The interview excerpt below is the first from an in-depth series we conducted with the Consumer Electronics Association (CEA), a trade organization representing some of the world's most innovative companies. Here, Sean Parker, Director of Digital Media Marketing at CEA, shares his thoughts on the importance of choosing the right video technologies to make his team faster, so they have more time to focus on strategy and content creation.
What is CEA?
CEA is the Consumer Electronics Association. We produce the International CES each January in Las Vegas. We have public policy initiatives on Capitol Hill representing the consumer technology industry. And we do market research, helping companies understand what’s happening in the consumer electronics marketplace.
Who does CEA represent?
CEA has about 2200 members across the spectrum. About 80% of them are small businesses, 20% of them are startups, but we also have the big names like Sony, Samsung, LG, Panasonic, or Apple -- names that you would commonly associate with consumer electronics.
But CEA is not just device manufacturers. That may surprise some people.
Some people think of CEA as representing just devices or hardware -- TVs, radios, that sort of thing -- and we do have a lot of screens around. But we also represent a lot of the software companies that go on that hardware -- companies like Snapchat or Yelp that consumers use every day.
With a membership so diverse, what do the members have in common?
One of the things that is common across the whole membership is innovation and the fact that we have companies that bring thoughts and ideas to life in an incredibly imaginative way. You’re seeing things that will change the world, ultimately, when on display at the International CES. They’re making deals. They’re networking, and they’re around, and we represent all of that.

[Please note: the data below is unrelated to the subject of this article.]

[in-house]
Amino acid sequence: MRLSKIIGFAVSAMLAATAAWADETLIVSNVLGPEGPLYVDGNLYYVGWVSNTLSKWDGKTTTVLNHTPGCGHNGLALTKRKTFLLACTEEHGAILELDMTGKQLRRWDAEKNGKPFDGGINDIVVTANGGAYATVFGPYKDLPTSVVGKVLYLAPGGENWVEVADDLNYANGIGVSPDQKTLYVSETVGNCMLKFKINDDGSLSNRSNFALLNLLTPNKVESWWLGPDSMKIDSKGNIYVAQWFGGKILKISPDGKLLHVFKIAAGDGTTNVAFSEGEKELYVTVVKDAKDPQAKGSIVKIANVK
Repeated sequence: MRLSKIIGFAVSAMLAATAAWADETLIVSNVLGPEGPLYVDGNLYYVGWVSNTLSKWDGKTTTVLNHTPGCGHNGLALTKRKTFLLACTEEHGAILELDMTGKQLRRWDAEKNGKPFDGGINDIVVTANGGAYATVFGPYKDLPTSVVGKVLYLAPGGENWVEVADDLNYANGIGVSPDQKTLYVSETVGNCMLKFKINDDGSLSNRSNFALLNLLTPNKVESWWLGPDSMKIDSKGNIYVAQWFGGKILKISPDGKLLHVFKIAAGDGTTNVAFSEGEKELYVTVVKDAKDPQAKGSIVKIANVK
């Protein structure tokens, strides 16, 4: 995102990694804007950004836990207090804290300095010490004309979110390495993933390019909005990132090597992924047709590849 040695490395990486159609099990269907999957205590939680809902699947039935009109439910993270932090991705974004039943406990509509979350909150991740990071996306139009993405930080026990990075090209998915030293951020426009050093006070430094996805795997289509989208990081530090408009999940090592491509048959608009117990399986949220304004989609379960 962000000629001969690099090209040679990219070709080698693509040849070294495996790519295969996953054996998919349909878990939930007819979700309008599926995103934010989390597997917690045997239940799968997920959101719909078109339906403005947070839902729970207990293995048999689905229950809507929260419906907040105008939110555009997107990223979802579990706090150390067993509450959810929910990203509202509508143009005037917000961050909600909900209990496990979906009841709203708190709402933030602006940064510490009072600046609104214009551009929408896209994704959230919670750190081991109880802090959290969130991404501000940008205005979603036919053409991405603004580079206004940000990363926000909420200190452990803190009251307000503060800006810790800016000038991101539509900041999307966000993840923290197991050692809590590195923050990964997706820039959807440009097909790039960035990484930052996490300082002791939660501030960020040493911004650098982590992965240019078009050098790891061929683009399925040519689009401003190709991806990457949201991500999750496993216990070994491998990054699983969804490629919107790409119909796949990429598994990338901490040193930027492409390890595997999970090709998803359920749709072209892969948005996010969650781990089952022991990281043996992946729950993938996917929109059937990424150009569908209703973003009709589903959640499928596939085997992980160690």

What does your team in particular do for CEA?
I’m the Director of Digital Media Marketing here at CEA. We encompass content on the web, social media, apps and more for both CEA and the International CES.
Do you produce a lot of video? Give me a sense of how much your team is working with video?
During CES we certainly produce a lot of video. We work with different teams on getting our keynotes posted, our conference sessions posted, as well as some behind the scene stuff, and socially oriented videos. We’re always looking for that content, and we’re always looking to expand how we use video content. We also use video throughout the year.
Would it be fair to say that video is an increasingly important part of your content strategy?
Video is actually becoming a more important part of our strategic plans because it tells a story that can’t be told in other ways. It’s really easy to tell a story with video. Sometimes, you don’t want to sit there and look at long form, written content. Sometimes it’s hard to understand an infographic. But if somebody is sitting there and telling you a story -- about how they were injured by a patent troll, or how their next great product is coming and how it’s going to change the world -- and you can see that passion and excitement for them. That’s probably the best way to tell a story.
Would you say that your video technology is strategically important to your team?
I would say it is strategically important to my team. We want to do more and more video, and I think using things like uStudio, where we can actually catalogue and keep track of the stuff, and then create players on our own really helps us. For example, for CES, we created a wall of video that once you click in you’re then taken to the single video or related videos on the side. Our views during CES nearly doubled, because we used this sort of thing. This is what we want to do more of. I think uStudio will play a part in that.